THE ship left Southampton on the 12th of August 1933 under flags of the Scout and Guide movements that had been specially made for the purpose.
Whilst the voyage did attract some publicity in Britain, it was not headline news. This was in marked contrast to some of the countries visited, where its effect was truly astounding. In Lithuania, for example, a public holiday was declared in honour of B-P's visit. And it was in Lithuania that the little badge responsible for this article originated.
Palanga was the main holiday resort of Lithuania, and the contingent was taken there the twelve miles from where the Calgaric docked in special buses. B-P opened a street named in his honour (shown in the photo on the right) and his party then went on to meet a local member of the aristocracy, Countess Tyszkiewicz, and call at the official summer residence of President Antanas Smetona.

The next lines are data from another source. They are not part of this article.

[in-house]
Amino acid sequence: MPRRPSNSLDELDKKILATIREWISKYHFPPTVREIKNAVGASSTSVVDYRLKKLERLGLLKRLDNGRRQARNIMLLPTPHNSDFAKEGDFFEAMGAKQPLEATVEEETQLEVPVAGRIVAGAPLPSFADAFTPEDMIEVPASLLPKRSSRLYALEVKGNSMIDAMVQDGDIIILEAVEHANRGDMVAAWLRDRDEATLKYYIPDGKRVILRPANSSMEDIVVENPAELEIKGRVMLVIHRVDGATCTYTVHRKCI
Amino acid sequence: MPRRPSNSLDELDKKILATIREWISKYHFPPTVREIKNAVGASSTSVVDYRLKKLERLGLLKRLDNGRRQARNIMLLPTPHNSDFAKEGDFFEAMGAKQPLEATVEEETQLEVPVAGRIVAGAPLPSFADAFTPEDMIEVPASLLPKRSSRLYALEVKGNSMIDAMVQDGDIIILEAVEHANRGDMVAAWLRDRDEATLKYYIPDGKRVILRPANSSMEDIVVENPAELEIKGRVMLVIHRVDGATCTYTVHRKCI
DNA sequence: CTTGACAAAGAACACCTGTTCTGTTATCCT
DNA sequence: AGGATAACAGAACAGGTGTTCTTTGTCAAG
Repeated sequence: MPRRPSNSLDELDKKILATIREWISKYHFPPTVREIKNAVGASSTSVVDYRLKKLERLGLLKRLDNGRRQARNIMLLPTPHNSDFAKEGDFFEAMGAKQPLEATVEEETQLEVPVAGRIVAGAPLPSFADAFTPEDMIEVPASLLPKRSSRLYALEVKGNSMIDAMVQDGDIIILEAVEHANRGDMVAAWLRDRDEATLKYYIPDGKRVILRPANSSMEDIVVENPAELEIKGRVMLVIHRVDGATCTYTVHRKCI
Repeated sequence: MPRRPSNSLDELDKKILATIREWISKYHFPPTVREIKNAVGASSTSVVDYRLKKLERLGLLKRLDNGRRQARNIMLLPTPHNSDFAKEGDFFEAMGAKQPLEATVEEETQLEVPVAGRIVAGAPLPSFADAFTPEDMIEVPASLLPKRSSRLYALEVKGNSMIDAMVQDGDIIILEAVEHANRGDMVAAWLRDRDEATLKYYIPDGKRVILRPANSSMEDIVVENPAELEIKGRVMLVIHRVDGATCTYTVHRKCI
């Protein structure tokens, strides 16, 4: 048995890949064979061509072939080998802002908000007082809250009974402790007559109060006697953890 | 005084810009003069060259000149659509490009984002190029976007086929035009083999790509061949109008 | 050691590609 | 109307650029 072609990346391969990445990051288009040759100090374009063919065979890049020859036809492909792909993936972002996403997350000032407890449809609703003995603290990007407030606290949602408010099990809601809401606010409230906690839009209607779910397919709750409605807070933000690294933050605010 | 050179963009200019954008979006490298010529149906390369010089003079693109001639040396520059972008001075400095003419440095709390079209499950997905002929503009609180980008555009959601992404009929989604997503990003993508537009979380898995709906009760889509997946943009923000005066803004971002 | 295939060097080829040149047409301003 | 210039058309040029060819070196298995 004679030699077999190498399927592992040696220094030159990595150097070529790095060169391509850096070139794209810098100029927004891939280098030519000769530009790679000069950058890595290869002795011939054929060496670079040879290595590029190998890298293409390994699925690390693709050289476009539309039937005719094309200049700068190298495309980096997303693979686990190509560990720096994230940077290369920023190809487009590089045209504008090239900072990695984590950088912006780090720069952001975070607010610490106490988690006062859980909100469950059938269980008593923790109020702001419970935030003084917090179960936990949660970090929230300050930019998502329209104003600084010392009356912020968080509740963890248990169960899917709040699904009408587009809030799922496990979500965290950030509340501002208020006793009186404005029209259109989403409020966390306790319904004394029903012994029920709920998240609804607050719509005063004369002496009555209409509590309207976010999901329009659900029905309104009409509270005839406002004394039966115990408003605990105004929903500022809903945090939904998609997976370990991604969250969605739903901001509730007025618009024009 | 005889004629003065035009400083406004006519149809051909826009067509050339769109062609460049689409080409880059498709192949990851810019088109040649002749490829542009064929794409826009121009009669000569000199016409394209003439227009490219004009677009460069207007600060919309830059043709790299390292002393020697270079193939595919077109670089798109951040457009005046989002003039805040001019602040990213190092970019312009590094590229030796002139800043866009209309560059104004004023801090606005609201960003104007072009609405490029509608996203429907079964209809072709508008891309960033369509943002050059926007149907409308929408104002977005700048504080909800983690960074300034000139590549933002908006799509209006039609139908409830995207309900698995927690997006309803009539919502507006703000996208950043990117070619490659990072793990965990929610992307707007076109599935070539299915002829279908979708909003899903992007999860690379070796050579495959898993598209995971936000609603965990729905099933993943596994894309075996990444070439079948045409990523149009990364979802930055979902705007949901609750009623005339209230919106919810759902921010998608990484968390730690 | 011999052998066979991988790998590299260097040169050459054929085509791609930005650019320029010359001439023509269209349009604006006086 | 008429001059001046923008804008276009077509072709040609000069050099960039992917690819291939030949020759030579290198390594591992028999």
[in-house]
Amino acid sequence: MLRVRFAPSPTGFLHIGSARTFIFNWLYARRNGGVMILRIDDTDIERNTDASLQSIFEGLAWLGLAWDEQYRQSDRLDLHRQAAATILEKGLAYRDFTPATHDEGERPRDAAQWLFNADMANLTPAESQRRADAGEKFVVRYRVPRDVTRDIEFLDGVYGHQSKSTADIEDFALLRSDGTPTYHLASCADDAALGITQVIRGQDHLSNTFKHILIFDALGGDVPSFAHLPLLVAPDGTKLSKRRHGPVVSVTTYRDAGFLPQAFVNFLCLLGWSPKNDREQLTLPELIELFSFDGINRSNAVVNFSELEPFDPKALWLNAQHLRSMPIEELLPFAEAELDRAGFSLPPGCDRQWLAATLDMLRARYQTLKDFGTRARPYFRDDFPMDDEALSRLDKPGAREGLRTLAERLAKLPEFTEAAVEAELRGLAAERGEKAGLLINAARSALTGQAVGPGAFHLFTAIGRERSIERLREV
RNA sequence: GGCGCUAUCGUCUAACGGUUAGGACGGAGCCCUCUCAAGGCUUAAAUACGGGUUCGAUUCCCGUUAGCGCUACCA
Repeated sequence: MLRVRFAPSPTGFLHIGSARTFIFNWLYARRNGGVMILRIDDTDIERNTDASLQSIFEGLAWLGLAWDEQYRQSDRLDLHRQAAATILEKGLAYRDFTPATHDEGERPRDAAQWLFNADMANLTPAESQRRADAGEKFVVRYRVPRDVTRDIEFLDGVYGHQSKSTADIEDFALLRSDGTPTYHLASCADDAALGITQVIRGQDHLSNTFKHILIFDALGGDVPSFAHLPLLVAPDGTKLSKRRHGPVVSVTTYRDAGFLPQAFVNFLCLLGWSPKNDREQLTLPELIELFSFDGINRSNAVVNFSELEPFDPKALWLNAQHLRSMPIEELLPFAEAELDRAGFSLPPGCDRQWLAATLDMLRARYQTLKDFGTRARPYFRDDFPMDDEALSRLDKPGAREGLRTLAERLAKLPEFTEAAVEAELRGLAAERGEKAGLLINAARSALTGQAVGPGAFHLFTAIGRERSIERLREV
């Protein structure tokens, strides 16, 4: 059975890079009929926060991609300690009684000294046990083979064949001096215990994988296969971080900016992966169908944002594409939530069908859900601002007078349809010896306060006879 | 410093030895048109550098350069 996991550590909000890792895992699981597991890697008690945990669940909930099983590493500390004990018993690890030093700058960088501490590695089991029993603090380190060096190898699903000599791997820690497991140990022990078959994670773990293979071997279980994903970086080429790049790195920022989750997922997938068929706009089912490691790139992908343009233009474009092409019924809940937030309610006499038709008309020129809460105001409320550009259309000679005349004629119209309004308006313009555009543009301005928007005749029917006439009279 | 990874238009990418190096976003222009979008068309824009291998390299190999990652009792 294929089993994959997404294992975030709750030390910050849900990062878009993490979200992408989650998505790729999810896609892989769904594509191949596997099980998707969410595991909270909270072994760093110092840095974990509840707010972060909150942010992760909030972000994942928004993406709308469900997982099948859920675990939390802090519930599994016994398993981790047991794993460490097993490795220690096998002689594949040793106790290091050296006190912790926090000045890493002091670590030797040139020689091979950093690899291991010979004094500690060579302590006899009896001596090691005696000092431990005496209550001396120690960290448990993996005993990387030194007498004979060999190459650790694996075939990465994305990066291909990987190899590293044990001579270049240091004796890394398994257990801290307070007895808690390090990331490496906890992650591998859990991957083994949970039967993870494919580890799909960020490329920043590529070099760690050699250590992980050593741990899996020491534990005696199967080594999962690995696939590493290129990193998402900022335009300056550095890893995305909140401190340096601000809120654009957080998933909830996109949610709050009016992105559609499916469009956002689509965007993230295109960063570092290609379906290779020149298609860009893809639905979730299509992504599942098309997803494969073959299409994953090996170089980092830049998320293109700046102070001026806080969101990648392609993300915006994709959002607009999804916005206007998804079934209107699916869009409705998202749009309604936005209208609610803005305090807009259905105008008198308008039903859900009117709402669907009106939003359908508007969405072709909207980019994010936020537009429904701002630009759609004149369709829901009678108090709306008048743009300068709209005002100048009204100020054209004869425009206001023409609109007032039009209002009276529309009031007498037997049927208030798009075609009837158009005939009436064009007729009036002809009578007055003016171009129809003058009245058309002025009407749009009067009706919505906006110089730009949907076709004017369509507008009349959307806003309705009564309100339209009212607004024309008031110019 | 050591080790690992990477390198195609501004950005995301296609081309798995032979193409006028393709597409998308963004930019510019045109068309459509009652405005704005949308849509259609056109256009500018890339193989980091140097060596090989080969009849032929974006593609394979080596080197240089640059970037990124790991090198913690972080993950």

LATER the party were taken in open horse-drawn coaches on a very exciting ride along the Baltic strand. The party had disembarked close to some sand dunes when a trumpet sounded: "Wolf Cubs and Brownies gave a yell and rushed in to form a semicircle, each waving a small flag." The small flags were of different colours but together made up the flag of Lithuania. The trumpet sounded again "...hundreds of Guides rushed in from the left and hundreds of Scouts from the right, helter-skelter, yelling and cheering and throwing their caps in the air."